Polyester straps bear load only on the top edge of the strap, given the 30* angle of attack, because they do not give very much. They dig in rather than spread the load. Going from one 1" strap to two or three wraps of a 1/2" one is an improvement but it still digs on the top edge when loaded at a 30* angle to the tree, even if the vertical ridges of the bark allowed circular distribution of the load by breaking off the bark to fill voids between ridges.

    But as I think about it, a longer but narrower nylon one wrapped two or three times would be ideal because it uses both SGT Rock's valid reasoning and the virtues of nylon, which conforms itself to rough surfaces better than polyester.
    Last edited by MDSH; 08-27-2012 at 11:15. Reason: spelling and clarity

  6. #16
    Yoda's Avatar
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    Quote Originally Posted by XSrcing View Post
    It also depends on the tree. My 1" wide straps leave marks in the bark of older pines which has me looking for some 2" seatbelt webbing. If I knew I wouldn't hurt the tree I would probably just use a length of 1/8" Amsteel.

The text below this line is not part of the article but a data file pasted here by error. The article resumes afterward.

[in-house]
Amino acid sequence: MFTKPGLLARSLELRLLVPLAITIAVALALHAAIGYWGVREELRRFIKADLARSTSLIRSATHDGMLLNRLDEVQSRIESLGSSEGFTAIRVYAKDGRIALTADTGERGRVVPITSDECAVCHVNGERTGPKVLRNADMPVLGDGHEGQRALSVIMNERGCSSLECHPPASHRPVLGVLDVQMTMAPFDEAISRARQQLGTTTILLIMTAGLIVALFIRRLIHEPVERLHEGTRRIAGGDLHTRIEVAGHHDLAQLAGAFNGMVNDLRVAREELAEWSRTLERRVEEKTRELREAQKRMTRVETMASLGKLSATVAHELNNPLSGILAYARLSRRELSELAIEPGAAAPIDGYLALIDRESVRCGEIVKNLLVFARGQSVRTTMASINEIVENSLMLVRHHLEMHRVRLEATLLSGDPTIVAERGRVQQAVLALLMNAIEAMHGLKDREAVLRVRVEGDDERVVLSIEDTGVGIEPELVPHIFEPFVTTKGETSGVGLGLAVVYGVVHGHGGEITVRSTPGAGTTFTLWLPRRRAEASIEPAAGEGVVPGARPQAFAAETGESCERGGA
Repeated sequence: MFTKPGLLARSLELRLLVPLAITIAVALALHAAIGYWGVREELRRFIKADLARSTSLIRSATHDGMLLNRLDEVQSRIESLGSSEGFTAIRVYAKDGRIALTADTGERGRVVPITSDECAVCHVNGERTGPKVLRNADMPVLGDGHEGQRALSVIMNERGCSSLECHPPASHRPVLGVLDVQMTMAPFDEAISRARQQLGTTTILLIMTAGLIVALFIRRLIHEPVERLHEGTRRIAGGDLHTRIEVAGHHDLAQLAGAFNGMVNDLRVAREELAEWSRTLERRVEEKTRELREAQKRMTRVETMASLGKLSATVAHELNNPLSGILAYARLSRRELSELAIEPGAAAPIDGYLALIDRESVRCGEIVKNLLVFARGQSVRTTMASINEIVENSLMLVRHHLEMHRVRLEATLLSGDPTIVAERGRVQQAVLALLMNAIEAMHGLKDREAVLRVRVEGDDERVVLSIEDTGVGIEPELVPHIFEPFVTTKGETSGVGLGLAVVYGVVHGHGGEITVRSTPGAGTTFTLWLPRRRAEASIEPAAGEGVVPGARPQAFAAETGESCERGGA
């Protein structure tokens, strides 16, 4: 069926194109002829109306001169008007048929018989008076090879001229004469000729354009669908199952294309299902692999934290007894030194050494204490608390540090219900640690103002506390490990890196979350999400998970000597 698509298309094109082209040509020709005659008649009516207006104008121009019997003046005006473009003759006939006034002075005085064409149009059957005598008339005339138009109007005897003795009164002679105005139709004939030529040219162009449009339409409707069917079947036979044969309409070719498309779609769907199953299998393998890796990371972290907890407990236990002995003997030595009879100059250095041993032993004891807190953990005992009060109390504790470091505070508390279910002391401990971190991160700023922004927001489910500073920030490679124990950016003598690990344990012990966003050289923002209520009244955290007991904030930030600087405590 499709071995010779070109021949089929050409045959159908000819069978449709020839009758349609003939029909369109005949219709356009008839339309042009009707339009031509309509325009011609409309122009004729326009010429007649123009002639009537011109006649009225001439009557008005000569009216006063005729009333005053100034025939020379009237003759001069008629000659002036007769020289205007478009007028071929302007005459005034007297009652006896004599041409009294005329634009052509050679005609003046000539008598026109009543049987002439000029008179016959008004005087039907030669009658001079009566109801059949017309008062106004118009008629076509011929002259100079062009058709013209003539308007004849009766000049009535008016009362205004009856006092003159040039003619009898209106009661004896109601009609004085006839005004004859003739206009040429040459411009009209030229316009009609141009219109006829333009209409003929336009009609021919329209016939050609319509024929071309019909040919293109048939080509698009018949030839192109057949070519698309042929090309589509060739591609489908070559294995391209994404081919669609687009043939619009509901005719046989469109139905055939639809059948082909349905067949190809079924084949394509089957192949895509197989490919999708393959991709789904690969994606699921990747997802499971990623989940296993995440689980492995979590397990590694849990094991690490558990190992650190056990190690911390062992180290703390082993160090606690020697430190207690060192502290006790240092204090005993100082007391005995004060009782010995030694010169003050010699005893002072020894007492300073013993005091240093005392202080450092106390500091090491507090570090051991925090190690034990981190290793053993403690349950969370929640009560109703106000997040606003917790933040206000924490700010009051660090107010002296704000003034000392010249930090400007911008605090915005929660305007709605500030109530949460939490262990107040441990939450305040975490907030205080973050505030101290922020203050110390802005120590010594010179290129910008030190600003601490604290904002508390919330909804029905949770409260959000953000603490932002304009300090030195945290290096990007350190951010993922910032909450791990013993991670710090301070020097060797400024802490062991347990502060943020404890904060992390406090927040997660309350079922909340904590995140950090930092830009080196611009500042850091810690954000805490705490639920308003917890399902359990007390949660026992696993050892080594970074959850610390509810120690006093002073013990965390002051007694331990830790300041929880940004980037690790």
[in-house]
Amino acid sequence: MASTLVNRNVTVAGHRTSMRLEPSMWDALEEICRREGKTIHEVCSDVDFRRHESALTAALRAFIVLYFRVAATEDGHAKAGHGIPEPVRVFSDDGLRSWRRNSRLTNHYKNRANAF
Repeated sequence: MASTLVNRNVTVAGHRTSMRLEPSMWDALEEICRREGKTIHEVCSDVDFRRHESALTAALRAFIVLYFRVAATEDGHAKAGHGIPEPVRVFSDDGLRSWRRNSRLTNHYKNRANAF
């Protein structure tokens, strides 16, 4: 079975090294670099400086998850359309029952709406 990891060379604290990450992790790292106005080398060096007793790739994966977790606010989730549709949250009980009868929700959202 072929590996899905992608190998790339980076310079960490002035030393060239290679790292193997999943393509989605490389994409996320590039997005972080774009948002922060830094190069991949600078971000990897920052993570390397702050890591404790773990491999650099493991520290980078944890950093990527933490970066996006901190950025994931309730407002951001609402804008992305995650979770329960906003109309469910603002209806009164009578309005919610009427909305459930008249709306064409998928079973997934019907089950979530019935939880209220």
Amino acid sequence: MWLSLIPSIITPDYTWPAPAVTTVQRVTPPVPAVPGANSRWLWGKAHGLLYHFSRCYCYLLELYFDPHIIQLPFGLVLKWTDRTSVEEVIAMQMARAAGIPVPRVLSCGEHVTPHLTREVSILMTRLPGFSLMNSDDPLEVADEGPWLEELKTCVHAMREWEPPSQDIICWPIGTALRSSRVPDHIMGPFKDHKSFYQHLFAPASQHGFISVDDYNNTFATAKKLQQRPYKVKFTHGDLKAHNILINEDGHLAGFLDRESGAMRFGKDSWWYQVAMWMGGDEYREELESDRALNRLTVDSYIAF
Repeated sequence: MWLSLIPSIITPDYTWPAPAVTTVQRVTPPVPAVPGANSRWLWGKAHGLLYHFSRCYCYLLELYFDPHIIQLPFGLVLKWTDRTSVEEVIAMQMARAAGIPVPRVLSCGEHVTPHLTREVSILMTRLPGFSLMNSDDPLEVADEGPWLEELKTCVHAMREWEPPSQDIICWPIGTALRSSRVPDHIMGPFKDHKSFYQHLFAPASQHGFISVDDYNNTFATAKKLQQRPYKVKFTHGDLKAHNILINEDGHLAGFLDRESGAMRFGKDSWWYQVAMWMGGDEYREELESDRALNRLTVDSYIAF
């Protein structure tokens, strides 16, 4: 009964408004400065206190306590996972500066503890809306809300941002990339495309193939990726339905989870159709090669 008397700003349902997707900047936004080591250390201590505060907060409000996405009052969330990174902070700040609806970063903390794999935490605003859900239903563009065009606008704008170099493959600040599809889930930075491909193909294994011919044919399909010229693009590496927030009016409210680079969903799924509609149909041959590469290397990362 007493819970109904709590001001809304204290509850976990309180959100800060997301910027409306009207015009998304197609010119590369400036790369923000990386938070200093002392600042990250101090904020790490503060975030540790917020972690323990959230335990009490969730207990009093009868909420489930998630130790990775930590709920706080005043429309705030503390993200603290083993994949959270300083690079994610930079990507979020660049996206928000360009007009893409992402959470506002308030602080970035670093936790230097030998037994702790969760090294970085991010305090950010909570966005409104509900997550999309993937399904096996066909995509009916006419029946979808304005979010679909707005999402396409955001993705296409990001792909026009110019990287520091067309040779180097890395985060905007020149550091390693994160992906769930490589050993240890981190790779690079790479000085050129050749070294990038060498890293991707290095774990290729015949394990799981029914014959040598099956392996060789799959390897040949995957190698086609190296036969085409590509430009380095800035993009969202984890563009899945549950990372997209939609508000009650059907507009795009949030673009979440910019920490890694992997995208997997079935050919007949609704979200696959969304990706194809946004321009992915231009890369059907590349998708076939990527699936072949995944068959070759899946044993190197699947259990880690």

To expand on this, SGT what model would you be using to determine possible damage caused by pounds of force and friction? As every tree is different, so testing would need to be done on every type of tree to determine how much (if any) damage/harm is caused! Unless there is a universal model that would/could replicate it for every tree? Steel vs Tree are two very different things.

    Not being argumentative at all, as a fellow UL'er I am always looking for ways to lighten up and this sounds very enticing, but as AS said (well put differently) I want to make sure that this would be seen by "All" whom have no clue about hammocking as a "Safe" practice for LNT and not harming the environment (tree's).
    Formerly known as "Cranky Bear"....

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  7. #17
    Senior Member SGT Rock's Avatar
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    I've done a couple of initial tests using Mustardman's idea within the limits of the equipment I have. I really don't think this is proof that it works, but it does point out that this may be possible.

    In test one I used a digital scale and didn't put anything in the hammock. With one wrap the weight came out at 11.22 ounces. With two wraps it was 5.37 ounces. I don't think this is an accurate indication of the weight on the strap at that point, but it does reflect a shift based on the number of wraps.

    For test two I wanted to give it something to work with I put a liter of water in the hammock. With one loop the measurement was 28.3 ounces, and two loops measured at 18.62 ounces.